Ever since it was first founded in 1958, NASA (National Aeronautics and Space Administration) has explored the galaxy in ways never thought possible. They launched countless satellites, sent a man to the moon, and will soon even put a man on Mars. But their latest development could allow them to journey even farther into space than anyone ever has.
Their latest feat is the James Webb Space Telescope, or JWST, and it was developed at NASA’s Goddard Space Flight Center in Maryland. It took years and cost a heck of a lot of money (let’s just say it’s in the billions), but now that it’s nearly done, it just may be the tool that allows us to reach previously unseen corners of the galaxy.
Here’s what makes the JWST so special: it is comprised of 18 large, hexagonal mirrors that are all plated with gold. This will allow it to have an observing power 100 times greater than the Hubble telescope. And in case you’ve been living under a rock for the last 20 years, the Hubble telescope is the most powerful telescope in the world.
Unfortunately, we’ll have to wait a while longer before we can truly experience the telescope’s power. It’s due to launch in October of 2018. The plan is to send it out beyond the moon’s orbit, so it will have a clear view in every direction it faces. But there’s something else about this telescope that makes it groundbreaking.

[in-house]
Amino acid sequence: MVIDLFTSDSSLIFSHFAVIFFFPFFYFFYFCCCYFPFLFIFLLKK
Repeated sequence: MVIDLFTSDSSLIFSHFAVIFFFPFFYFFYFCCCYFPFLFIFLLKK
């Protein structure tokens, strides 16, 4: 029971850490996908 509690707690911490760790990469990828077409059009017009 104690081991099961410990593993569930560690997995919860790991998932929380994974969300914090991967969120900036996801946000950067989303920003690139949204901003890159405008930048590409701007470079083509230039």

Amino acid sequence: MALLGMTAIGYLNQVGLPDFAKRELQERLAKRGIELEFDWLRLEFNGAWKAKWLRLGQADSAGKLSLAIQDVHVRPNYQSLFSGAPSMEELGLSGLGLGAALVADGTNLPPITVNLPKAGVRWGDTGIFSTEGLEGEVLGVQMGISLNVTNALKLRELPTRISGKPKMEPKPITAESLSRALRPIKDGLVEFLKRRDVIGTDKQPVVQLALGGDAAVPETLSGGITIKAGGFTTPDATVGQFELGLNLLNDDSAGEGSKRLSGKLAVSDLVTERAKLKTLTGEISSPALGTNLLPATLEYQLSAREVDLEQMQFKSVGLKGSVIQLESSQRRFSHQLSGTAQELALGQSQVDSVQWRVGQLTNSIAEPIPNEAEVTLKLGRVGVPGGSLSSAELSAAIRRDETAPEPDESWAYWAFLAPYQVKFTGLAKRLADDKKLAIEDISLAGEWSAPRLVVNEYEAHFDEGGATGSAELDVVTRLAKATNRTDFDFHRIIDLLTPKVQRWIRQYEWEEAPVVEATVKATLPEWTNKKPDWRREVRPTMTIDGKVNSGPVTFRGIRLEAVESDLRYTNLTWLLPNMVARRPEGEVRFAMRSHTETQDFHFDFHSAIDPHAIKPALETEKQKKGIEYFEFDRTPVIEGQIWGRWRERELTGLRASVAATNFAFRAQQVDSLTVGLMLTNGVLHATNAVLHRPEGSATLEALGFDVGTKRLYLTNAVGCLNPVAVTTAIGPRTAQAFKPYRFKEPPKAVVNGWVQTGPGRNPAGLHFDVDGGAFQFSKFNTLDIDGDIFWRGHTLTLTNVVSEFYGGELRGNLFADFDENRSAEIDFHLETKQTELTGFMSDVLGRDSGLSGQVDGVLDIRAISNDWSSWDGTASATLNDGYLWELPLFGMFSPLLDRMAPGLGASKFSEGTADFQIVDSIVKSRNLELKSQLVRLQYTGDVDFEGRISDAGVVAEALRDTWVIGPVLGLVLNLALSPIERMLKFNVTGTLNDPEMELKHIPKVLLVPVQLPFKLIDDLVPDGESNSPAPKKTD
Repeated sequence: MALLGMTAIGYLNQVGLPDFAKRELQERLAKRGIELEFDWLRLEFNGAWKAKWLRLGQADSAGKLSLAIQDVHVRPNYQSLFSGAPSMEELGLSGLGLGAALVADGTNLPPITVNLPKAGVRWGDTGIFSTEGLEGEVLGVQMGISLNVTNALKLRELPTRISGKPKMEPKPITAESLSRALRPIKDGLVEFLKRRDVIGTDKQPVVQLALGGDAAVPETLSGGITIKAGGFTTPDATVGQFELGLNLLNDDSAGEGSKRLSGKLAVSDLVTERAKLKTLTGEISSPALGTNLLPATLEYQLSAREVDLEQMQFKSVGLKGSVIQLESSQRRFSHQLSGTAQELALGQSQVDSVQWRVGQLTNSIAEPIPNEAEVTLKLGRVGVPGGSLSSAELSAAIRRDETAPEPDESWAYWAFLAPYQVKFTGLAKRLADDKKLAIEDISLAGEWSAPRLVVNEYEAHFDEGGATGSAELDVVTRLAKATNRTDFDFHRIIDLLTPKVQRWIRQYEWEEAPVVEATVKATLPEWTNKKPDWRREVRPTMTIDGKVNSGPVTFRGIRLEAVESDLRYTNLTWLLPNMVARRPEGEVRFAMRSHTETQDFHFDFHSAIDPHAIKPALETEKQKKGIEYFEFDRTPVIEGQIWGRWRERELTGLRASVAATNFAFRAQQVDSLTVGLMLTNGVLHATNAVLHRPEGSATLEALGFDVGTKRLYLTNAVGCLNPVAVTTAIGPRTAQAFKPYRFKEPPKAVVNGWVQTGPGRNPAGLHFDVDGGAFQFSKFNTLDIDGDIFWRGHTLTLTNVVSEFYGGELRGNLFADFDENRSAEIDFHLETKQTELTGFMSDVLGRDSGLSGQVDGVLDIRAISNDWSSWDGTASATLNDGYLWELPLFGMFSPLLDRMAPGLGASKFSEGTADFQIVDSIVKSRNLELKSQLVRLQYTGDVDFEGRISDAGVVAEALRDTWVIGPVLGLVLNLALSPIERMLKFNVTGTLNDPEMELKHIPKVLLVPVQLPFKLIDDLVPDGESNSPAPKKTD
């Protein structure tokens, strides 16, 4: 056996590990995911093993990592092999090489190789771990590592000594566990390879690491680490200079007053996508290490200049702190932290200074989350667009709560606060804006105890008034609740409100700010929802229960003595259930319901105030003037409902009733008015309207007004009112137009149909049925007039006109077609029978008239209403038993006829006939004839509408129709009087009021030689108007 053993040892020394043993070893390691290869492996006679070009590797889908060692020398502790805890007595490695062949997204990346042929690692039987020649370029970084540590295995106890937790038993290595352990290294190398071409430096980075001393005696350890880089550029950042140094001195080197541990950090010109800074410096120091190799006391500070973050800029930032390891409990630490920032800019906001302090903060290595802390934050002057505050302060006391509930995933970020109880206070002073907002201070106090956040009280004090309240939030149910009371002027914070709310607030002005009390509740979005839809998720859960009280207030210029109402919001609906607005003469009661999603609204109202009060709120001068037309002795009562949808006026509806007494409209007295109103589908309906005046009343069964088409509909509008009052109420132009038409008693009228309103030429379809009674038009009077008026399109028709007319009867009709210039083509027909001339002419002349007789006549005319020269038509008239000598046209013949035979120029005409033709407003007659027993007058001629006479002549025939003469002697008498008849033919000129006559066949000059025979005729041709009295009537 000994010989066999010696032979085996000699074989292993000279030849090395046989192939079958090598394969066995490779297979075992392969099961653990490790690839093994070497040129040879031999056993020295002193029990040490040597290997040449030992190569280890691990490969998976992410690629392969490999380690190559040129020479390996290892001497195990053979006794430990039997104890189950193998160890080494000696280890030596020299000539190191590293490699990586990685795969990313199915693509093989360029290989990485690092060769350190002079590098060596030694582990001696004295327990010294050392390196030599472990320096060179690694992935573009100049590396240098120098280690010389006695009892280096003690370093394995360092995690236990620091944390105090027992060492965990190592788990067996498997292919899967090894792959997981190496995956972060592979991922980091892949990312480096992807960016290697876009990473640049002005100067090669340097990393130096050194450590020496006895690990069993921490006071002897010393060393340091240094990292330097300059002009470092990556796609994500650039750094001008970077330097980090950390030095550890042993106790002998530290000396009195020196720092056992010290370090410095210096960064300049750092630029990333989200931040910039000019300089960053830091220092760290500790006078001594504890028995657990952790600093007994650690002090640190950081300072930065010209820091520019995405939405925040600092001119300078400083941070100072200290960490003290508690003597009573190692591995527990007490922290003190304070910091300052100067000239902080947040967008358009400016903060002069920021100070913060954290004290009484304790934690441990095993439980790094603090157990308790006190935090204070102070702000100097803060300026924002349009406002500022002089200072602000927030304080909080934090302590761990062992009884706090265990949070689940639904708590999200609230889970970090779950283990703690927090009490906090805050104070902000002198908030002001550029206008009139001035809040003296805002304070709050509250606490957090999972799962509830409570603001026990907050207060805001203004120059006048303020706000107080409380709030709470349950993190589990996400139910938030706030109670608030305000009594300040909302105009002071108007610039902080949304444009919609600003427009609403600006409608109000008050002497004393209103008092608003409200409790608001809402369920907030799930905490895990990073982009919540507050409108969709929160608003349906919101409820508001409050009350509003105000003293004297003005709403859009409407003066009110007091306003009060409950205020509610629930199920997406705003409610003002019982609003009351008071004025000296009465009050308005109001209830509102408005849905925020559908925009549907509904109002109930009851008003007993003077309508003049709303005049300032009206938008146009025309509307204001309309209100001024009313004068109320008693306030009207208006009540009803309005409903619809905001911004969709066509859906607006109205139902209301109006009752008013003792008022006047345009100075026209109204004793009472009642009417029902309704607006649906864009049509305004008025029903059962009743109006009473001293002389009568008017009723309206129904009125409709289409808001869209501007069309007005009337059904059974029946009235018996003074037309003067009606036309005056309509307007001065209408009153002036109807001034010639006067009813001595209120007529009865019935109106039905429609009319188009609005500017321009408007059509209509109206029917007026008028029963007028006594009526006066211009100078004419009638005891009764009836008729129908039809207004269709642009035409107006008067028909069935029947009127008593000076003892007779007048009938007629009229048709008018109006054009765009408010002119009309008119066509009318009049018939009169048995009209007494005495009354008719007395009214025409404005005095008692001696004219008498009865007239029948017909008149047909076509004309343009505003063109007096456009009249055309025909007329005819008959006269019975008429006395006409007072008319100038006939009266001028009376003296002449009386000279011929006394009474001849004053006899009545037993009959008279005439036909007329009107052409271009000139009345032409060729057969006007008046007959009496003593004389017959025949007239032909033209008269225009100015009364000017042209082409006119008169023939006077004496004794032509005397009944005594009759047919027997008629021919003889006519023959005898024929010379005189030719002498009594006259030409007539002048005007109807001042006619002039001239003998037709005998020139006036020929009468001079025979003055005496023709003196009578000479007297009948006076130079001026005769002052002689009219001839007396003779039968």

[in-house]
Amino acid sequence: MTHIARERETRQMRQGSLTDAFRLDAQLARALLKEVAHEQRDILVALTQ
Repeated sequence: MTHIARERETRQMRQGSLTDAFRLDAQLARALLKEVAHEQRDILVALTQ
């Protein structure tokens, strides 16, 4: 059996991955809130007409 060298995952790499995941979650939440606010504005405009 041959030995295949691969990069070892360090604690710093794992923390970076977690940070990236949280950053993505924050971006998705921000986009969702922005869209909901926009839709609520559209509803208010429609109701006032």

Unlike the soon-to-be-obsolete Hubble, the JWST will have infrared capabilities, that will allow it to better capture exoplanets, full galaxies, and everything in between. Also, the infrared technology, along with the extra strengthening power of the gold-plated mirrors, will allow it to see right through clouds of cosmic dust. Something that has been a problem with Hubble images for years.
It hasn’t always been excitement with the JWST though. It’s been a rocky process, with numerous delays. In fact, it’s original launch date was in 2011. That’s a 7-year delay! Not to mention the budget. At the moment it has cost NASA roughly $8.7 billion. It’s original budget. $1 billion. Yikes. It’s safe to say there’s a lot of pressure on this groundbreaking telescope.
And the problems might not stop there. The JWST will be able to go so far past the moon, that it will be out of range for any manned repair missions. Something the Hubble has enjoyed on multiple occasions. So if it gets hit by a meteor or has any malfunctions what so ever, NASA will be unable to send anyone or anything out to it to fix it.
But regardless of the roadblocks the people of NASA have or will run into, we’re all behind them in their efforts. And we can’t wait to see what amazing new things we learn about the vastness of space thanks to this incredible feat!